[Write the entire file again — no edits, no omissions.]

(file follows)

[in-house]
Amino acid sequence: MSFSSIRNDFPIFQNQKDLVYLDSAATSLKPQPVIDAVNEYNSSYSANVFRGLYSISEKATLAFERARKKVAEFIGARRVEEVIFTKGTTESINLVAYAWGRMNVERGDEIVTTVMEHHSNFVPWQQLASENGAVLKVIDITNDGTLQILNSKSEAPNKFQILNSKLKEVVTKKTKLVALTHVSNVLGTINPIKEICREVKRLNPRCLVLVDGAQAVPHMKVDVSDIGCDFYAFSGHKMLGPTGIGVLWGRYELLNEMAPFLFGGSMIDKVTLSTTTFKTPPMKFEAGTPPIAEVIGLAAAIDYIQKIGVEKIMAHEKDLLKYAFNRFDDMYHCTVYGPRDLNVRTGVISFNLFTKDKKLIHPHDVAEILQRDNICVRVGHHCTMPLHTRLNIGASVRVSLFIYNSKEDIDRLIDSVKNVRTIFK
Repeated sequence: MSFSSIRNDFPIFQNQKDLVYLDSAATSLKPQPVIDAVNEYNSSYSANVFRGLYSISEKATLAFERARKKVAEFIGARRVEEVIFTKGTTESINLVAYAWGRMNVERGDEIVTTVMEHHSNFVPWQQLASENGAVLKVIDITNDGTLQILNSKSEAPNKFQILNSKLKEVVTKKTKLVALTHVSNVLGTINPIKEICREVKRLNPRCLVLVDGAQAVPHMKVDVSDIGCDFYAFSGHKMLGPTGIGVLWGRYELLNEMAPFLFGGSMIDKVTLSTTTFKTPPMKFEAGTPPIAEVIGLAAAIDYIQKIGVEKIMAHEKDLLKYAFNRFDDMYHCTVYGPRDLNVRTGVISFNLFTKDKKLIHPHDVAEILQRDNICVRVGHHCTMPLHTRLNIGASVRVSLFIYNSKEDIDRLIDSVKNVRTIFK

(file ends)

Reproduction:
[in-house]
Amino acid sequence: MSFSSIRNDFPIFQNQKDLVYLDSAATSLKPQPVIDAVNEYNSSYSANVFRGLYSISEKATLAFERARKKVAEFIGARRVEEVIFTKGTTESINLVAYAWGRMNVERGDEIVTTVMEHHSNFVPWQQLASENGAVLKVIDITNDGTLQILNSKSEAPNKFQILNSKLKEVVTKKTKLVALTHVSNVLGTINPIKEICREVKRLNPRCLVLVDGAQAVPHMKVDVSDIGCDFYAFSGHKMLGPTGIGVLWGRYELLNEMAPFLFGGSMIDKVTLSTTTFKTPPMKFEAGTPPIAEVIGLAAAIDYIQKIGVEKIMAHEKDLLKYAFNRFDDMYHCTVYGPRDLNVRTGVISFNLFTKDKKLIHPHDVAEILQRDNICVRVGHHCTMPLHTRLNIGASVRVSLFIYNSKEDIDRLIDSVKNVRTIFK
Repeated sequence: MSFSSIRNDFPIFQNQKDLVYLDSAATSLKPQPVIDAVNEYNSSYSANVFRGLYSISEKATLAFERARKKVAEFIGARRVEEVIFTKGTTESINLVAYAWGRMNVERGDEIVTTVMEHHSNFVPWQQLASENGAVLKVIDITNDGTLQILNSKSEAPNKFQILNSKLKEVVTKKTKLVALTHVSNVLGTINPIKEICREVKRLNPRCLVLVDGAQAVPHMKVDVSDIGCDFYAFSGHKMLGPTGIGVLWGRYELLNEMAPFLFGGSMIDKVTLSTTTFKTPPMKFEAGTPPIAEVIGLAAAIDYIQKIGVEKIMAHEKDLLKYAFNRFDDMYHCTVYGPRDLNVRTGVISFNLFTKDKKLIHPHDVAEILQRDNICVRVGHHCTMPLHTRLNIGASVRVSLFIYNSKEDIDRLIDSVKNVRTIFK